“Smart” means being really good at the hard skills: strategy, sales, marketing, product development, customer service, finance, etc. “Healthy” means excelling at the soft skills: communicating well, collaborating well, cooperating well; minimizing politics and confusion; and fostering an open and honest environment where people genuinely enjoy working together.
Want some proof that healthy pays? If you invested $10,000 in the S&P 500 at the beginning of 1997, your investment would have grown to about $17,400 by year-end 2011. If you invested the same $10,000 in Fortune’s 100 Best Companies to Work For, you would have had $39,500.
Why? Healthy organizations excel at tapping into the collective knowledge, experience, and intellectual capital of not only their employees, but those of their customers and vendors as well. Consequently, relative to their peer group, they have lower employee turnover (typically less than half as much), higher productivity (less shrinkage, better safety ratings), less customer turnover (higher customer services ratings) and better reputations (making it easier to acquire new customers).
So how does a company become “Healthy?” By getting everyone on the “Same Page.” By that, we mean Healthy organizations have an overall integrity with regard to what the business is, where it is going, how it is going get there, and who is responsible for what. Collectively this is known as the What, Where, Who and How. It’s actually really simple but most organizations don’t take the time to make sure everyone is on the Same Page at the senior leadership level with regard to these fundamentals—let alone throughout the entire organization.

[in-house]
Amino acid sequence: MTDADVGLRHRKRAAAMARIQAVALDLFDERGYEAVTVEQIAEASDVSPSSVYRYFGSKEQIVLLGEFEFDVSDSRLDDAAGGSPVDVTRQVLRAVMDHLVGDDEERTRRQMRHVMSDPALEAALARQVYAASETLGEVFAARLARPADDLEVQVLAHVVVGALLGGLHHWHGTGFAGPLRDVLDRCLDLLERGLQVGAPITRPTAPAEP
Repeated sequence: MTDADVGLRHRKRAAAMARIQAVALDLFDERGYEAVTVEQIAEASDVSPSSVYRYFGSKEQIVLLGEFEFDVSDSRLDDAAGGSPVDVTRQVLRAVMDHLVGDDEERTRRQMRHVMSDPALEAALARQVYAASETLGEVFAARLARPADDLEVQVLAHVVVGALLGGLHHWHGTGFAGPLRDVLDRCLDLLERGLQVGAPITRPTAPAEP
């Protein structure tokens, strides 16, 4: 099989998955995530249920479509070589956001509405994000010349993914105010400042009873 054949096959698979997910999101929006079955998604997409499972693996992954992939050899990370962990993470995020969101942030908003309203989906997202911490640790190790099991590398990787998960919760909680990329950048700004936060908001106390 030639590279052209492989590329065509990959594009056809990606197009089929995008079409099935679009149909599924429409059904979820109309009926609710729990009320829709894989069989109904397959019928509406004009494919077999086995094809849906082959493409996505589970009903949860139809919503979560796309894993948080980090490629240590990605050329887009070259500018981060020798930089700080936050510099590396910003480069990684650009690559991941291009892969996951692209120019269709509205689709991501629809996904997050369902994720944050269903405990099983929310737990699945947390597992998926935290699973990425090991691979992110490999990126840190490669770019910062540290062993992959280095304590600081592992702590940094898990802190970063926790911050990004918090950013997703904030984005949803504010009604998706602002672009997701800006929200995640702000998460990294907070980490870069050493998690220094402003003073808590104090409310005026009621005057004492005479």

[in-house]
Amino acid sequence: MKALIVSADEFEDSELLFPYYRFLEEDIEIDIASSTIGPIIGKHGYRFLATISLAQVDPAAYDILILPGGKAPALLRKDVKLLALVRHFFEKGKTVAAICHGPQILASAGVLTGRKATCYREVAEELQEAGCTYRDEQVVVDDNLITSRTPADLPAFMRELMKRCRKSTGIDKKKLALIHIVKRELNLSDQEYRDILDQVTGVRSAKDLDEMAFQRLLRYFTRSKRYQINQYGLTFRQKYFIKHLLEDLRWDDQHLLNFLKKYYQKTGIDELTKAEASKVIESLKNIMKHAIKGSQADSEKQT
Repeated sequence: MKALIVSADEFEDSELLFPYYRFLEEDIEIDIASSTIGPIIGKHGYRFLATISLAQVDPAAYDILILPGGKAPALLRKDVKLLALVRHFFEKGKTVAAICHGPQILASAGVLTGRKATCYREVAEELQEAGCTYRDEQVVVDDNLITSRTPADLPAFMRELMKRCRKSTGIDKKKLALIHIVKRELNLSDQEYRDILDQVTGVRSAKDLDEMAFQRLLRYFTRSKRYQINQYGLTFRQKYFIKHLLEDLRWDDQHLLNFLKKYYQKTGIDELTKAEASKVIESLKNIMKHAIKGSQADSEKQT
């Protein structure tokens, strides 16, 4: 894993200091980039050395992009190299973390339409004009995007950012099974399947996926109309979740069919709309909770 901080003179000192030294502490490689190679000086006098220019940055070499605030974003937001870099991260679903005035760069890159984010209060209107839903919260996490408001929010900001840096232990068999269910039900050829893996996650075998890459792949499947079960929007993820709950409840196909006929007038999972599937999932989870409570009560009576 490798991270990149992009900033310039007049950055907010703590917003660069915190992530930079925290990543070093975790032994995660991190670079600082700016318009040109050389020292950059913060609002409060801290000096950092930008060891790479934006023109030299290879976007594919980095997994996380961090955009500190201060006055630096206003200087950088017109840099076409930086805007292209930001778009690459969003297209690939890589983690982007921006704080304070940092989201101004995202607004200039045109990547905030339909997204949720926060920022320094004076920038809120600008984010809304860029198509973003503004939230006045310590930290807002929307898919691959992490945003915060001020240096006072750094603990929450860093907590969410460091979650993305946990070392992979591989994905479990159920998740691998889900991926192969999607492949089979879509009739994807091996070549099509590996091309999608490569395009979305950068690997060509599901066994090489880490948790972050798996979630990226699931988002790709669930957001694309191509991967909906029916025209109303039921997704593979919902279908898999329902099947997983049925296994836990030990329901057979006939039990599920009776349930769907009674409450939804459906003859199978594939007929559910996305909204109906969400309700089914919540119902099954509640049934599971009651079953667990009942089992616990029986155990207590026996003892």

Why is that? Our experience in working with over 550 companies suggests that 95% of leadership teams are not even halfway to being on the Same Page. There are a range of reasons for this. It may be too complicated—leadership feels there are too many things to worry about and doesn’t even know where to start. It could be that leaders simply have not done the hard work to get everyone on the Same Page. They might be reluctant or afraid to address issues, or they may not have the time or appreciate the value. Another possibility is that they may be waiting to add or change out one of their senior leadership members. Whatever the reason, many leadership teams struggle to get everyone on the same page and achieve Health in their company.
So what does it take to get everyone on the Same Page and, maybe just as importantly, is there a simple way to periodically measure Organizational Health? Stay tuned…
Until then, be well.